Monday, July 31, 2006

Filling Whose Shoes?

I read a little while ago an inspired bit of reflection from Katherine over at Any Day a Beautiful Change in which she considered how far she is from fitting the typical pastoral profile. As she often does, Katherine struck a chord in me. When I realized that any comment I would write in response to her latest post would end up being rather lengthy, I thought I'd take the space here instead. My reflections are not in any way an "answer" to Katherine's reflections. They are merely my own thoughts sparked by her words. Before reading this post, I highly recommend you read hers.

The notion of fitting a professional profile or filling a role has interested me for some time. Maybe any woman who has at least gotten as far as considering a position as a pastor of a church has to face these issues head on at some point. Yesterday, after preaching at my church (something I do maybe three times a year as a lay person with a church staff position), I got into a conversation with a woman who is about 65 years old or so. She told me that a granddaughter had been born in their family lately, the first girl in seven years or so. I smiled and mentioned that I was the first girl born on my father's side of the family in 96 years! Her immediate response: "And now you're doing a job that men usually do!" She's right in a way.

One of the reasons it's been so scandalous for women to become preachers is that it's essentially perceived to be a gender-bending activity. In the nineteenth century, this was very much the perception. A woman who wanted to preach was often perceived to be mentally ill--the equivalent to many folks' unfortunate reaction to cross-dressers today. This view, tragically, is not locked into the nineteenth century. I remember encountering a website this past year where someone argued directly from this perspective, equating women preachers to transvestites.

I think my dear friend SRF would suggest that women preachers queer the pastoral role in a way that breaks the role open to God's kin-dom here and now. It disrupts the usual expectations in a way that lets grace seep through the cracks.

But 'taking on a role' is not only about being a pastor. bell hooks reflects on this subject briefly in her book Teaching to Transgress. She remarks:

I feel the way I teach has been fundamentally structured by the fact that I never wanted to be an academic, so that I never had a fantasy of myself as a professor already worked out in my imagination before I entered the classroom. I think that's been meaningful, because it's freed me up to feel that the professor is something I become as opposed to a kind of identity that's already structured and that I carry with me into the classroom.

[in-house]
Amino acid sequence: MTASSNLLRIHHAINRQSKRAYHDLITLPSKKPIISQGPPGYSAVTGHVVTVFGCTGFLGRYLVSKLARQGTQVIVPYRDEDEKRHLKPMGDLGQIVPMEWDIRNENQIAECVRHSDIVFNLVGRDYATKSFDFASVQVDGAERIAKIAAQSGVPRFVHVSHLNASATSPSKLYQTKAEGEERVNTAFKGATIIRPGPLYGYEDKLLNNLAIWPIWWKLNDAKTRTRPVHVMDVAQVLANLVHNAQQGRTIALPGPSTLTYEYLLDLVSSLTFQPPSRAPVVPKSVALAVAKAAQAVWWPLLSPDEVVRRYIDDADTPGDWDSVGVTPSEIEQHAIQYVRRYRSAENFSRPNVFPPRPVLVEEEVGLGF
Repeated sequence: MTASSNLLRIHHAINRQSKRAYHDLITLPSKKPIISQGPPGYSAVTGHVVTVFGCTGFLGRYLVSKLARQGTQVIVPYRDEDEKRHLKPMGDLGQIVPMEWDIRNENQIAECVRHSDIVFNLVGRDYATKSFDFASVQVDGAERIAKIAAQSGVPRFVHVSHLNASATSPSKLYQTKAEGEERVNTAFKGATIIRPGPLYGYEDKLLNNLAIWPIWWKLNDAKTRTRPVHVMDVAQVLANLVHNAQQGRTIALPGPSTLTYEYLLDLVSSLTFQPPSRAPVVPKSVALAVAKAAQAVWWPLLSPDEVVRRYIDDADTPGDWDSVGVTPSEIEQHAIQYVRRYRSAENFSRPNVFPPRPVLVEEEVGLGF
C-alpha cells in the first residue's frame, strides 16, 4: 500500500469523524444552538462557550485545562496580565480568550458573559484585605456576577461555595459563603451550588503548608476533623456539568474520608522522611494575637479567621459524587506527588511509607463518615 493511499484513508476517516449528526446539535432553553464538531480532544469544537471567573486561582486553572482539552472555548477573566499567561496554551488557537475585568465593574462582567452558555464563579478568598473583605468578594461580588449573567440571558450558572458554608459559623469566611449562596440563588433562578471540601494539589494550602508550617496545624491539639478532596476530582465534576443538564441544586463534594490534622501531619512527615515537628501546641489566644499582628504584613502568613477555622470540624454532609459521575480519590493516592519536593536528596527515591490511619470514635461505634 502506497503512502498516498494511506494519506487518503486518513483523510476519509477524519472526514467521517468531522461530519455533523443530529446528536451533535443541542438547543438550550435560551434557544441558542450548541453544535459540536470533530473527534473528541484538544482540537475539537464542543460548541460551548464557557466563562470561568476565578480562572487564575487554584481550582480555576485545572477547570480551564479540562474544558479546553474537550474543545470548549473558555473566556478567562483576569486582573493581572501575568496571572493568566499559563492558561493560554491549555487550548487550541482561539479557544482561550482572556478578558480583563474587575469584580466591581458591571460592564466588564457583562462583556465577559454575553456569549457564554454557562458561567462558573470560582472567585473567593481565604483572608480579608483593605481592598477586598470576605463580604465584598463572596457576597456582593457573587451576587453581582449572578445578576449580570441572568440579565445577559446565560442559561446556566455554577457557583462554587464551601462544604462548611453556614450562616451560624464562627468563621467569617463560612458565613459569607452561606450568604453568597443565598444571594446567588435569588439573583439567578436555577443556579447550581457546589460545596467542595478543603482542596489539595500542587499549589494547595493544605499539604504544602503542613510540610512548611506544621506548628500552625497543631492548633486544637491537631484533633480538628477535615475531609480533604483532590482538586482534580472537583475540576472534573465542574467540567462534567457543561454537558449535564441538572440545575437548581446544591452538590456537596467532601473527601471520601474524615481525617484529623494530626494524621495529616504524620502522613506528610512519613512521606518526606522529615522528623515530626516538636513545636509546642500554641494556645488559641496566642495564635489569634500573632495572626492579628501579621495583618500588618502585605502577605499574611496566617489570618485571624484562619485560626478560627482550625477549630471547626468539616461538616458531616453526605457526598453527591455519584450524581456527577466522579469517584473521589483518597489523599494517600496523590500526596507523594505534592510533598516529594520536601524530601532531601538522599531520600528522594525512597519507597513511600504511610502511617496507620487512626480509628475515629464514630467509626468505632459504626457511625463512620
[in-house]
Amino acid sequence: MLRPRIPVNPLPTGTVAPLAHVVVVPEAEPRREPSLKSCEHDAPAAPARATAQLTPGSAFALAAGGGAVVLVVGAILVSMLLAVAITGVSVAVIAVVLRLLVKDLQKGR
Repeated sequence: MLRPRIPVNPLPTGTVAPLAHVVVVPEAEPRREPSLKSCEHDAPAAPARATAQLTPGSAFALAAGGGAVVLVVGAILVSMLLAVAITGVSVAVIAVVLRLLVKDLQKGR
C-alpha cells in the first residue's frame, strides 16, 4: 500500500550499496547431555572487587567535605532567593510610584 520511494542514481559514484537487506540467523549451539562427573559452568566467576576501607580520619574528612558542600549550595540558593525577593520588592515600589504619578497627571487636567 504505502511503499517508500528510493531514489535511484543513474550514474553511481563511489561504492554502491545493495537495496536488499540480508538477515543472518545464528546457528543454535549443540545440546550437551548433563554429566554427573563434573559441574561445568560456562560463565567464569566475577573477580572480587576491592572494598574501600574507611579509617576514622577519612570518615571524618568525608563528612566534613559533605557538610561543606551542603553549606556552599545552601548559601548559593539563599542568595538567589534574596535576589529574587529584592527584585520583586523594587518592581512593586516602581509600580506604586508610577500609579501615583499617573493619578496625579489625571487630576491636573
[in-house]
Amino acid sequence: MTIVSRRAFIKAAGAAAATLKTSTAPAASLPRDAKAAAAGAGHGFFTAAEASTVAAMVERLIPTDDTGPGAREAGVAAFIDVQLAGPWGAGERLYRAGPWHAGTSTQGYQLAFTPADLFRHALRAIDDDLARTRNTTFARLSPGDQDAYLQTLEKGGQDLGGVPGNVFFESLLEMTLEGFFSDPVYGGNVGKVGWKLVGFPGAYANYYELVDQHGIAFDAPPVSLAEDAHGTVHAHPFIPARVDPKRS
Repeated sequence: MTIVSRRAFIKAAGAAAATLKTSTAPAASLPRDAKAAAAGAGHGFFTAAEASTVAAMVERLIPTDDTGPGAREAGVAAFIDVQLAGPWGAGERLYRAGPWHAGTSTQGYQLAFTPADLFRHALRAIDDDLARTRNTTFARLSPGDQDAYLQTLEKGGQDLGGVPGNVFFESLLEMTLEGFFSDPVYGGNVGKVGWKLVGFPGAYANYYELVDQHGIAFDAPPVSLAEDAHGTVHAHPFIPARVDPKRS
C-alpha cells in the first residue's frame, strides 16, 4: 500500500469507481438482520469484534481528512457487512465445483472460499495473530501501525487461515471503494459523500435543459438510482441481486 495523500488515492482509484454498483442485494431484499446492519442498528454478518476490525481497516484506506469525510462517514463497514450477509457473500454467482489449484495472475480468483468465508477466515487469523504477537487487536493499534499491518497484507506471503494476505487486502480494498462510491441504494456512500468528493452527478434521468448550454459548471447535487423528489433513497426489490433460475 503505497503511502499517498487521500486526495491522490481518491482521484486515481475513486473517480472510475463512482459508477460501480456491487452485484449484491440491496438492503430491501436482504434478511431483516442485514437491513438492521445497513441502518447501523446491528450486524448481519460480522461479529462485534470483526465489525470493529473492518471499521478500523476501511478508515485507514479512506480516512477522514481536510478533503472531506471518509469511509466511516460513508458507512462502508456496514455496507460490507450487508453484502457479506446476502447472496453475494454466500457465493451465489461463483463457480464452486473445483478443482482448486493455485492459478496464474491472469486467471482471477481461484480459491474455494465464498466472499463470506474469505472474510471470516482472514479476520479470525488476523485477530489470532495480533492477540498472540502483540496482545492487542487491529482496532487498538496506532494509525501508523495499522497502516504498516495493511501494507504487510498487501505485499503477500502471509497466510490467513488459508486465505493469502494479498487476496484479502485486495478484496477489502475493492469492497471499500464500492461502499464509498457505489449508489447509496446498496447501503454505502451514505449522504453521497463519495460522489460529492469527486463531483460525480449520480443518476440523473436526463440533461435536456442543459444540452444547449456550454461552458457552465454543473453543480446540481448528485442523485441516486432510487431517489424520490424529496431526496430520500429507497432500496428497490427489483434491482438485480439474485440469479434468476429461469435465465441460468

Like being a pastor, being a professor certainly has a sense of filling a preconceived role rather than something we become, gradually, in our own way, over time. The feeling is akin to the sense that one has 'big shoes to fill.' The roles come complete with costumes--whether it's a stole, a robe, or an alb. Or a Volvo stationwagon, flowing linen dresses, and cropped hair. The roles come complete with certain languages one is supposed to be fluent in (not just Hebrew but pastor-speak or professor-speak), or a demeanor one is supposed to assume.

While we bring our own assumptions to these roles, we are also shaped by the way others expect us to be, too. So my students have a certain idea of what it means for me to be a professor--and I am shaped by those expectations. Even if I am not those things, even if I don't meet their expectations they still shape me.

In seminary one of my colleagues refused to do the usual Clinical Pastoral Education (CPE) units during the summer months between her first and second year in school. Instead she took her whole middler year to do CPE, with the hours spread over the course of two semesters rather than over three months. She told me why she chose to do it that way: "The CPE model is still really heavily influenced by the young, single male seminarian--someone who doesn't have a family to care for, or a home to help shape in any significant way. I refuse to work myself to the bone over the summer--and not have any time or energy for my partner. I need the summer to be more restful so my relationships can be sustained in a healthy way."

My friend was perceptive enough to see what had long-shaped the role that she would be assuming. And she knew that it would not be healthful for her to step into such a pre-formed, rigid model. She needed to do something new, something that made sense for her life.